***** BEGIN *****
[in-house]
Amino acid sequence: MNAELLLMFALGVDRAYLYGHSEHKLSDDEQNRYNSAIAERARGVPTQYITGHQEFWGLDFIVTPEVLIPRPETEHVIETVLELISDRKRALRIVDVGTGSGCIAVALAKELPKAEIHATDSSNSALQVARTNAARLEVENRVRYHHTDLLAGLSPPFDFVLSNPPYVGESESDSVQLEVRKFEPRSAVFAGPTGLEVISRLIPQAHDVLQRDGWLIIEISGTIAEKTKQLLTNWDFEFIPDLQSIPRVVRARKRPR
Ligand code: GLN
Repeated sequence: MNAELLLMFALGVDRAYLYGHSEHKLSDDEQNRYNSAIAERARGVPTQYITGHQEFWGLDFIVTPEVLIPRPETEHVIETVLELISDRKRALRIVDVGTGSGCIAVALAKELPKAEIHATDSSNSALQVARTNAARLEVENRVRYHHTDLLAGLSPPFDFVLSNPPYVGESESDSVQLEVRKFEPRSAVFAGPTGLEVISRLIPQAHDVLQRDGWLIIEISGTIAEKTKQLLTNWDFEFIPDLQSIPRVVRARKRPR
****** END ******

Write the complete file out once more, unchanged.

[in-house]
Amino acid sequence: MNAELLLMFALGVDRAYLYGHSEHKLSDDEQNRYNSAIAERARGVPTQYITGHQEFWGLDFIVTPEVLIPRPETEHVIETVLELISDRKRALRIVDVGTGSGCIAVALAKELPKAEIHATDSSNSALQVARTNAARLEVENRVRYHHTDLLAGLSPPFDFVLSNPPYVGESESDSVQLEVRKFEPRSAVFAGPTGLEVISRLIPQAHDVLQRDGWLIIEISGTIAEKTKQLLTNWDFEFIPDLQSIPRVVRARKRPR
Ligand code: GLN
Repeated sequence: MNAELLLMFALGVDRAYLYGHSEHKLSDDEQNRYNSAIAERARGVPTQYITGHQEFWGLDFIVTPEVLIPRPETEHVIETVLELISDRKRALRIVDVGTGSGCIAVALAKELPKAEIHATDSSNSALQVARTNAARLEVENRVRYHHTDLLAGLSPPFDFVLSNPPYVGESESDSVQLEVRKFEPRSAVFAGPTGLEVISRLIPQAHDVLQRDGWLIIEISGTIAEKTKQLLTNWDFEFIPDLQSIPRVVRARKRPR